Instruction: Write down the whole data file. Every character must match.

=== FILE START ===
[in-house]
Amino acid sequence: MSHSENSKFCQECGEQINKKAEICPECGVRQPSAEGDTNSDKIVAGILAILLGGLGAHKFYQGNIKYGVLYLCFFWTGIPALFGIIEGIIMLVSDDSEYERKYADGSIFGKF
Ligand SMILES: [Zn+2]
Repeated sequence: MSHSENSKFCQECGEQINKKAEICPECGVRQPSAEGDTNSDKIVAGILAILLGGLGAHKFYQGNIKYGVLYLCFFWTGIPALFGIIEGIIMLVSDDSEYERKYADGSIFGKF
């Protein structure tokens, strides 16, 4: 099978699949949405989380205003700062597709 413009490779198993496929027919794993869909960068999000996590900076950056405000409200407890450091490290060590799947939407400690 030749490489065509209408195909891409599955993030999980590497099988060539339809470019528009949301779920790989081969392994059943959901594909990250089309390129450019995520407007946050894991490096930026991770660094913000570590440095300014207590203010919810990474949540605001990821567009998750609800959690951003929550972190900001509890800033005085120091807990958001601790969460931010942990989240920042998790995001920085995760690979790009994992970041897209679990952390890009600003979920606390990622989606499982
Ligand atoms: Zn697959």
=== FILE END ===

[in-house]
Amino acid sequence: MSHSENSKFCQECGEQINKKAEICPECGVRQPSAEGDTNSDKIVAGILAILLGGLGAHKFYQGNIKYGVLYLCFFWTGIPALFGIIEGIIMLVSDDSEYERKYADGSIFGKF
Ligand SMILES: [Zn+2]
Repeated sequence: MSHSENSKFCQECGEQINKKAEICPECGVRQPSAEGDTNSDKIVAGILAILLGGLGAHKFYQGNIKYGVLYLCFFWTGIPALFGIIEGIIMLVSDDSEYERKYADGSIFGKF
């Protein structure tokens, strides 16, 4: 099978699949949405989380205003700062597709 413009490779198993496929027919794993869909960068999000996590900076950056405000409200407890450091490290060590799947939407400690 030749490489065509209408195909891409599955993030999980590497099988060539339809470019528009949301779920790989081969392994059943959901594909990250089309390129450019995520407007946050894991490096930026991770660094913000570590440095300014207590203010919810990474949540605001990821567009998750609800959690951003929550972190900001509890800033005085120091807990958001601790969460931010942990989240920042998790995001920085995760690979790009994992970041897209679990952390890009600003979920606390990622989606499982
Ligand atoms: Zn697959």